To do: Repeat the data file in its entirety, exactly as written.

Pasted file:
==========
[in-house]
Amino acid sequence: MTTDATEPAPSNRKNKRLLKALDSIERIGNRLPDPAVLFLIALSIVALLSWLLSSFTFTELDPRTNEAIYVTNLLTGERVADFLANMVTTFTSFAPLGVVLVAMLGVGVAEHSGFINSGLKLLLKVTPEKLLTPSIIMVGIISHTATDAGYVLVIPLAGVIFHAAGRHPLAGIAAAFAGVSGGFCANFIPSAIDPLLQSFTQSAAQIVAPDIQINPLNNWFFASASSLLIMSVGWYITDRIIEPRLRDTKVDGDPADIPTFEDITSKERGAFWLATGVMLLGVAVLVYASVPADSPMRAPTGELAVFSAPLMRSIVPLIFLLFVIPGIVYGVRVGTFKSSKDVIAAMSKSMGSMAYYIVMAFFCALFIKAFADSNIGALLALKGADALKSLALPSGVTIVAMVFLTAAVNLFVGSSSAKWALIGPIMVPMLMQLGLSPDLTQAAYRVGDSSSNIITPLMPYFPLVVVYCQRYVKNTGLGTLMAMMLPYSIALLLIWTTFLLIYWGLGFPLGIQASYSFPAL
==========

[in-house]
Amino acid sequence: MTTDATEPAPSNRKNKRLLKALDSIERIGNRLPDPAVLFLIALSIVALLSWLLSSFTFTELDPRTNEAIYVTNLLTGERVADFLANMVTTFTSFAPLGVVLVAMLGVGVAEHSGFINSGLKLLLKVTPEKLLTPSIIMVGIISHTATDAGYVLVIPLAGVIFHAAGRHPLAGIAAAFAGVSGGFCANFIPSAIDPLLQSFTQSAAQIVAPDIQINPLNNWFFASASSLLIMSVGWYITDRIIEPRLRDTKVDGDPADIPTFEDITSKERGAFWLATGVMLLGVAVLVYASVPADSPMRAPTGELAVFSAPLMRSIVPLIFLLFVIPGIVYGVRVGTFKSSKDVIAAMSKSMGSMAYYIVMAFFCALFIKAFADSNIGALLALKGADALKSLALPSGVTIVAMVFLTAAVNLFVGSSSAKWALIGPIMVPMLMQLGLSPDLTQAAYRVGDSSSNIITPLMPYFPLVVVYCQRYVKNTGLGTLMAMMLPYSIALLLIWTTFLLIYWGLGFPLGIQASYSFPAL